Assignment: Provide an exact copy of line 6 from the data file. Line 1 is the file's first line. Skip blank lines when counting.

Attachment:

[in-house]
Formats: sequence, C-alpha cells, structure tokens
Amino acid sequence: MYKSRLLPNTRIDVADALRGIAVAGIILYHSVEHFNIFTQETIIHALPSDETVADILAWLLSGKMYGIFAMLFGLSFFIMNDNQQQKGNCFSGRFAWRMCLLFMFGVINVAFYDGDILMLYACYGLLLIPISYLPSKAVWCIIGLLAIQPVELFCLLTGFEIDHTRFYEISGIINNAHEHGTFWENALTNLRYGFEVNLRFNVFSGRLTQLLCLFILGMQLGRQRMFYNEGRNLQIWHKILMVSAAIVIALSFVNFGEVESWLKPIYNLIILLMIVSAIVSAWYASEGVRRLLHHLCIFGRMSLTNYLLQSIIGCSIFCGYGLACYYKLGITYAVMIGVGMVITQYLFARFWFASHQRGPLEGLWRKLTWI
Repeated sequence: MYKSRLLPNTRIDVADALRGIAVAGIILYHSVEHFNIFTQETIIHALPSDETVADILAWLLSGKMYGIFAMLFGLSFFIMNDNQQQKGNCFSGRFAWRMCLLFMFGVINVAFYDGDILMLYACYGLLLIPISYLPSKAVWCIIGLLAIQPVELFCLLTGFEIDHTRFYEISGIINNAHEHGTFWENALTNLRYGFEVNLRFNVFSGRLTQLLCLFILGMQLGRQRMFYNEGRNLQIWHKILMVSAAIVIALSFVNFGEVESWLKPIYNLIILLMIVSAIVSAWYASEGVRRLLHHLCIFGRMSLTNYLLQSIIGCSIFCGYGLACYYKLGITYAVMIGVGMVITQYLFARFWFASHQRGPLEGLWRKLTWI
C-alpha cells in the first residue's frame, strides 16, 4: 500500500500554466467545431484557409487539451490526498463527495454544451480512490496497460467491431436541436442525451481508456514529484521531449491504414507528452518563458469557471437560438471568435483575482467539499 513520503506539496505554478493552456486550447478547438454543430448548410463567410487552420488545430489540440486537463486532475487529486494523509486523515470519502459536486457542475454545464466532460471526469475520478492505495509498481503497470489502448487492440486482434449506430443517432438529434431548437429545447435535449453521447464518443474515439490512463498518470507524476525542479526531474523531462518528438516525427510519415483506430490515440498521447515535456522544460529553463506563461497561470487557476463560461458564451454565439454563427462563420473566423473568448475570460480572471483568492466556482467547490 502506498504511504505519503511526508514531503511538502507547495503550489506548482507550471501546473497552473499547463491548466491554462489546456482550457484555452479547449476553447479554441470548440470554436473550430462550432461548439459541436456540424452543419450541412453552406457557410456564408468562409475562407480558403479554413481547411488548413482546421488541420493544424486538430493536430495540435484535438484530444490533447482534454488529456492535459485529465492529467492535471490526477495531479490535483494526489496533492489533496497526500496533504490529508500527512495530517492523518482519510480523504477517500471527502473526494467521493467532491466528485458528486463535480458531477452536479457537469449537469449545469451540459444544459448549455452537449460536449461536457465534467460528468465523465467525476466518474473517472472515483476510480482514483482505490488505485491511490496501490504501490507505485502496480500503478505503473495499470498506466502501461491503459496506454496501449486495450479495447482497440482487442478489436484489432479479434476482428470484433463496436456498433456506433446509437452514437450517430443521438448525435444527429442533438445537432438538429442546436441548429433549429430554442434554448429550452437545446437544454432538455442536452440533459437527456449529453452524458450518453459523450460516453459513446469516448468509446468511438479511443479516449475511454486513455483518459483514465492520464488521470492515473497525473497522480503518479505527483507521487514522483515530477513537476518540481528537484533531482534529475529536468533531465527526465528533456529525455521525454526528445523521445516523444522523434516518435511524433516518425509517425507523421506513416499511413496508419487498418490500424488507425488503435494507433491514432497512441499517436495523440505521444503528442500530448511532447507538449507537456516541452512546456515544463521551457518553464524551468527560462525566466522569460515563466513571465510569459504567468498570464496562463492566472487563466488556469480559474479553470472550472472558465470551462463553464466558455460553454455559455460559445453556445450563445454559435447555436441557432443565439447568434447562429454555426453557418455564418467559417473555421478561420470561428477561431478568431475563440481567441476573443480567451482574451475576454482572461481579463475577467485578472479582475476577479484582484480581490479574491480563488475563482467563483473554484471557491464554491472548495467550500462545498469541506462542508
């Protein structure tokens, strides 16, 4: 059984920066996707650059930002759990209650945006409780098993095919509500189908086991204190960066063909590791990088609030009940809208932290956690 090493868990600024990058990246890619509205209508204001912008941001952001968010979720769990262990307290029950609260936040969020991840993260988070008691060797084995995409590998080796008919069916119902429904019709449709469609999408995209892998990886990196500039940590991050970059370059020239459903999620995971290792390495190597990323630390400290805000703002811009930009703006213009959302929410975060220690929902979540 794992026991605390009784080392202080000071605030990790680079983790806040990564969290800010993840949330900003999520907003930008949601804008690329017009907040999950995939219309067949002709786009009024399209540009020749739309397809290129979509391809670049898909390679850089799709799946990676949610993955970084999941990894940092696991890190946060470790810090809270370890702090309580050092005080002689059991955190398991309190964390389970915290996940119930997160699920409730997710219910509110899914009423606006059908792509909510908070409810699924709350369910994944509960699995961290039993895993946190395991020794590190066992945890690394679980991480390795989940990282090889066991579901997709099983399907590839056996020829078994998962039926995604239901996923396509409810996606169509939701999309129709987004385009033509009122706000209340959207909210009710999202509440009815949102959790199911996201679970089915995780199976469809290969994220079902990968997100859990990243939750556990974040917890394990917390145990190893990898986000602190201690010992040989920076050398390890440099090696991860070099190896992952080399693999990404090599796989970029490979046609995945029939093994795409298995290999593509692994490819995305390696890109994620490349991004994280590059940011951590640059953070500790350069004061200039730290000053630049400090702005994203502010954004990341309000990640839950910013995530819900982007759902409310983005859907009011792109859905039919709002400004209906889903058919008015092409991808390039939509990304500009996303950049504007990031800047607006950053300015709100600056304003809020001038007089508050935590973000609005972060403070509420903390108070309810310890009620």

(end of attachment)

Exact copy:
């Protein structure tokens, strides 16, 4: 059984920066996707650059930002759990209650945006409780098993095919509500189908086991204190960066063909590791990088609030009940809208932290956690 090493868990600024990058990246890619509205209508204001912008941001952001968010979720769990262990307290029950609260936040969020991840993260988070008691060797084995995409590998080796008919069916119902429904019709449709469609999408995209892998990886990196500039940590991050970059370059020239459903999620995971290792390495190597990323630390400290805000703002811009930009703006213009959302929410975060220690929902979540 794992026991605390009784080392202080000071605030990790680079983790806040990564969290800010993840949330900003999520907003930008949601804008690329017009907040999950995939219309067949002709786009009024399209540009020749739309397809290129979509391809670049898909390679850089799709799946990676949610993955970084999941990894940092696991890190946060470790810090809270370890702090309580050092005080002689059991955190398991309190964390389970915290996940119930997160699920409730997710219910509110899914009423606006059908792509909510908070409810699924709350369910994944509960699995961290039993895993946190395991020794590190066992945890690394679980991480390795989940990282090889066991579901997709099983399907590839056996020829078994998962039926995604239901996923396509409810996606169509939701999309129709987004385009033509009122706000209340959207909210009710999202509440009815949102959790199911996201679970089915995780199976469809290969994220079902990968997100859990990243939750556990974040917890394990917390145990190893990898986000602190201690010992040989920076050398390890440099090696991860070099190896992952080399693999990404090599796989970029490979046609995945029939093994795409298995290999593509692994490819995305390696890109994620490349991004994280590059940011951590640059953070500790350069004061200039730290000053630049400090702005994203502010954004990341309000990640839950910013995530819900982007759902409310983005859907009011792109859905039919709002400004209906889903058919008015092409991808390039939509990304500009996303950049504007990031800047607006950053300015709100600056304003809020001038007089508050935590973000609005972060403070509420903390108070309810310890009620």